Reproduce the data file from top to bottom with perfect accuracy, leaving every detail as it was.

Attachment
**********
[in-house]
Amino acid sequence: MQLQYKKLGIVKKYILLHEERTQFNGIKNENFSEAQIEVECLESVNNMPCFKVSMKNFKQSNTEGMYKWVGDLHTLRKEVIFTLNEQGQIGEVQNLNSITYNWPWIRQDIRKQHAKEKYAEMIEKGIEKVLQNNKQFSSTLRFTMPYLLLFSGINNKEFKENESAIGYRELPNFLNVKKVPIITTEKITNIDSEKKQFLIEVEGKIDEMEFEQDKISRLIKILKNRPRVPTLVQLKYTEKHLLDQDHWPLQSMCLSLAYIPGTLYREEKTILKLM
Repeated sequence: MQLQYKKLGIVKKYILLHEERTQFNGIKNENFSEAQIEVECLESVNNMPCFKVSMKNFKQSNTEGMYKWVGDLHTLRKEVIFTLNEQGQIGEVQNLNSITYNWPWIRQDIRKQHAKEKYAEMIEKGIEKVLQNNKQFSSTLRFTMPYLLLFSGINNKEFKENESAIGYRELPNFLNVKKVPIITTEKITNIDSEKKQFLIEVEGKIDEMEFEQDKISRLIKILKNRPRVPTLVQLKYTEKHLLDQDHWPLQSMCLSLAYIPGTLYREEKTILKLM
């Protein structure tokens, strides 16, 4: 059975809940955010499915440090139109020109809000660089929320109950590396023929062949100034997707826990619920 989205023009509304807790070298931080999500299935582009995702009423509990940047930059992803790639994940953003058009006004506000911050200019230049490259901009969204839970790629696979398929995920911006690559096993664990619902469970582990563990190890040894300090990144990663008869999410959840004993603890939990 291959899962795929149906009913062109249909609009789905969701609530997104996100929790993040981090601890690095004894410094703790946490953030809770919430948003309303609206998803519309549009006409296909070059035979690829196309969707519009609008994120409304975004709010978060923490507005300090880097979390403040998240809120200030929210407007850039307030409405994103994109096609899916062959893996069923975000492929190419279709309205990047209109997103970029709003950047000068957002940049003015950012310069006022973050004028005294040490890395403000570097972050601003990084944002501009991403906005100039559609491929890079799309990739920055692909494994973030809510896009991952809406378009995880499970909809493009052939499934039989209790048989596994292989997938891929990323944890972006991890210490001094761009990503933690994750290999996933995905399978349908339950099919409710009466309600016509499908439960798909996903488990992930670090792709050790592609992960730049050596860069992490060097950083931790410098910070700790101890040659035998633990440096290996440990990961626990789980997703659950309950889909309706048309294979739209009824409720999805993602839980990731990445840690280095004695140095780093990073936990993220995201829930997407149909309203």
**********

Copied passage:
[in-house]
Amino acid sequence: MQLQYKKLGIVKKYILLHEERTQFNGIKNENFSEAQIEVECLESVNNMPCFKVSMKNFKQSNTEGMYKWVGDLHTLRKEVIFTLNEQGQIGEVQNLNSITYNWPWIRQDIRKQHAKEKYAEMIEKGIEKVLQNNKQFSSTLRFTMPYLLLFSGINNKEFKENESAIGYRELPNFLNVKKVPIITTEKITNIDSEKKQFLIEVEGKIDEMEFEQDKISRLIKILKNRPRVPTLVQLKYTEKHLLDQDHWPLQSMCLSLAYIPGTLYREEKTILKLM
Repeated sequence: MQLQYKKLGIVKKYILLHEERTQFNGIKNENFSEAQIEVECLESVNNMPCFKVSMKNFKQSNTEGMYKWVGDLHTLRKEVIFTLNEQGQIGEVQNLNSITYNWPWIRQDIRKQHAKEKYAEMIEKGIEKVLQNNKQFSSTLRFTMPYLLLFSGINNKEFKENESAIGYRELPNFLNVKKVPIITTEKITNIDSEKKQFLIEVEGKIDEMEFEQDKISRLIKILKNRPRVPTLVQLKYTEKHLLDQDHWPLQSMCLSLAYIPGTLYREEKTILKLM
């Protein structure tokens, strides 16, 4: 059975809940955010499915440090139109020109809000660089929320109950590396023929062949100034997707826990619920 989205023009509304807790070298931080999500299935582009995702009423509990940047930059992803790639994940953003058009006004506000911050200019230049490259901009969204839970790629696979398929995920911006690559096993664990619902469970582990563990190890040894300090990144990663008869999410959840004993603890939990 291959899962795929149906009913062109249909609009789905969701609530997104996100929790993040981090601890690095004894410094703790946490953030809770919430948003309303609206998803519309549009006409296909070059035979690829196309969707519009609008994120409304975004709010978060923490507005300090880097979390403040998240809120200030929210407007850039307030409405994103994109096609899916062959893996069923975000492929190419279709309205990047209109997103970029709003950047000068957002940049003015950012310069006022973050004028005294040490890395403000570097972050601003990084944002501009991403906005100039559609491929890079799309990739920055692909494994973030809510896009991952809406378009995880499970909809493009052939499934039989209790048989596994292989997938891929990323944890972006991890210490001094761009990503933690994750290999996933995905399978349908339950099919409710009466309600016509499908439960798909996903488990992930670090792709050790592609992960730049050596860069992490060097950083931790410098910070700790101890040659035998633990440096290996440990990961626990789980997703659950309950889909309706048309294979739209009824409720999805993602839980990731990445840690280095004695140095780093990073936990993220995201829930997407149909309203």